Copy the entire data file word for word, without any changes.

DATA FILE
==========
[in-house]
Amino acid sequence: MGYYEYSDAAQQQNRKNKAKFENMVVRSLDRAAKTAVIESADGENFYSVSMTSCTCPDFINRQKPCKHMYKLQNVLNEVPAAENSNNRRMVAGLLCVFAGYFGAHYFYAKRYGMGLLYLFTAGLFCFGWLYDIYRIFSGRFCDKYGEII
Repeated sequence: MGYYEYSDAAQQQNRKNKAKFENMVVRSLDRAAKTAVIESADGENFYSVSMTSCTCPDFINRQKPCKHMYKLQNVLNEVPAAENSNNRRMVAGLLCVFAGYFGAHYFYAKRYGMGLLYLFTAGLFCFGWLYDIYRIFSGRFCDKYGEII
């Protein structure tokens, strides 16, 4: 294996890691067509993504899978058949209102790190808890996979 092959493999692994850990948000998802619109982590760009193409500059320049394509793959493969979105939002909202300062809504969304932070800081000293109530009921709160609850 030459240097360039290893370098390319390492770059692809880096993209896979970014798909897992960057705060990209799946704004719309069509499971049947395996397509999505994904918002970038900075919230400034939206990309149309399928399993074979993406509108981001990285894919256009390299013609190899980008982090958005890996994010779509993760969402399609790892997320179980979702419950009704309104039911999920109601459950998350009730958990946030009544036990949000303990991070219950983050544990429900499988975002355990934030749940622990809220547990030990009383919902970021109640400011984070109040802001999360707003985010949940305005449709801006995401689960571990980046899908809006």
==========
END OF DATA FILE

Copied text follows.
[in-house]
Amino acid sequence: MGYYEYSDAAQQQNRKNKAKFENMVVRSLDRAAKTAVIESADGENFYSVSMTSCTCPDFINRQKPCKHMYKLQNVLNEVPAAENSNNRRMVAGLLCVFAGYFGAHYFYAKRYGMGLLYLFTAGLFCFGWLYDIYRIFSGRFCDKYGEII
Repeated sequence: MGYYEYSDAAQQQNRKNKAKFENMVVRSLDRAAKTAVIESADGENFYSVSMTSCTCPDFINRQKPCKHMYKLQNVLNEVPAAENSNNRRMVAGLLCVFAGYFGAHYFYAKRYGMGLLYLFTAGLFCFGWLYDIYRIFSGRFCDKYGEII
């Protein structure tokens, strides 16, 4: 294996890691067509993504899978058949209102790190808890996979 092959493999692994850990948000998802619109982590760009193409500059320049394509793959493969979105939002909202300062809504969304932070800081000293109530009921709160609850 030459240097360039290893370098390319390492770059692809880096993209896979970014798909897992960057705060990209799946704004719309069509499971049947395996397509999505994904918002970038900075919230400034939206990309149309399928399993074979993406509108981001990285894919256009390299013609190899980008982090958005890996994010779509993760969402399609790892997320179980979702419950009704309104039911999920109601459950998350009730958990946030009544036990949000303990991070219950983050544990429900499988975002355990934030749940622990809220547990030990009383919902970021109640400011984070109040802001999360707003985010949940305005449709801006995401689960571990980046899908809006």